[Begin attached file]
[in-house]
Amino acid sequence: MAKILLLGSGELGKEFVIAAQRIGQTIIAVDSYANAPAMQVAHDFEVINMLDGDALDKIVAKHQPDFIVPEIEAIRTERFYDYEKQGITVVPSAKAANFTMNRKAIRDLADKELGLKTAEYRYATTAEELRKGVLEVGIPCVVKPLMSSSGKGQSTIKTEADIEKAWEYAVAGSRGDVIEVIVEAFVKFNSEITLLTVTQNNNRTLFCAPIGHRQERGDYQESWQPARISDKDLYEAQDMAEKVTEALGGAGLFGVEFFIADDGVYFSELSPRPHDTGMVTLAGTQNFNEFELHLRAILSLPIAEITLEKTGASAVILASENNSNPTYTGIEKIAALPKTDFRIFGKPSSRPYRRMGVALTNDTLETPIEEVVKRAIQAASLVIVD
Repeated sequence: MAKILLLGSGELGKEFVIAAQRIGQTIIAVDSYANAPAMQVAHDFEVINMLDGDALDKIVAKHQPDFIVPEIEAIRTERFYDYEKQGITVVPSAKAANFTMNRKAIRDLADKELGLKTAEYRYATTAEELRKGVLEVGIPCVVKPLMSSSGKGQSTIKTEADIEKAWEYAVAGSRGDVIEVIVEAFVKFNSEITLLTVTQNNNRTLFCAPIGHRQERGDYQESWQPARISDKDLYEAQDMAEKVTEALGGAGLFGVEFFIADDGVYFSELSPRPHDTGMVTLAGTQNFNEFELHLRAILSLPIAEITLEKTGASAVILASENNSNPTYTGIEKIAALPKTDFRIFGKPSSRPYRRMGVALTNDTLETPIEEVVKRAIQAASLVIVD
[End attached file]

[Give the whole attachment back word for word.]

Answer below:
[in-house]
Amino acid sequence: MAKILLLGSGELGKEFVIAAQRIGQTIIAVDSYANAPAMQVAHDFEVINMLDGDALDKIVAKHQPDFIVPEIEAIRTERFYDYEKQGITVVPSAKAANFTMNRKAIRDLADKELGLKTAEYRYATTAEELRKGVLEVGIPCVVKPLMSSSGKGQSTIKTEADIEKAWEYAVAGSRGDVIEVIVEAFVKFNSEITLLTVTQNNNRTLFCAPIGHRQERGDYQESWQPARISDKDLYEAQDMAEKVTEALGGAGLFGVEFFIADDGVYFSELSPRPHDTGMVTLAGTQNFNEFELHLRAILSLPIAEITLEKTGASAVILASENNSNPTYTGIEKIAALPKTDFRIFGKPSSRPYRRMGVALTNDTLETPIEEVVKRAIQAASLVIVD
Repeated sequence: MAKILLLGSGELGKEFVIAAQRIGQTIIAVDSYANAPAMQVAHDFEVINMLDGDALDKIVAKHQPDFIVPEIEAIRTERFYDYEKQGITVVPSAKAANFTMNRKAIRDLADKELGLKTAEYRYATTAEELRKGVLEVGIPCVVKPLMSSSGKGQSTIKTEADIEKAWEYAVAGSRGDVIEVIVEAFVKFNSEITLLTVTQNNNRTLFCAPIGHRQERGDYQESWQPARISDKDLYEAQDMAEKVTEALGGAGLFGVEFFIADDGVYFSELSPRPHDTGMVTLAGTQNFNEFELHLRAILSLPIAEITLEKTGASAVILASENNSNPTYTGIEKIAALPKTDFRIFGKPSSRPYRRMGVALTNDTLETPIEEVVKRAIQAASLVIVD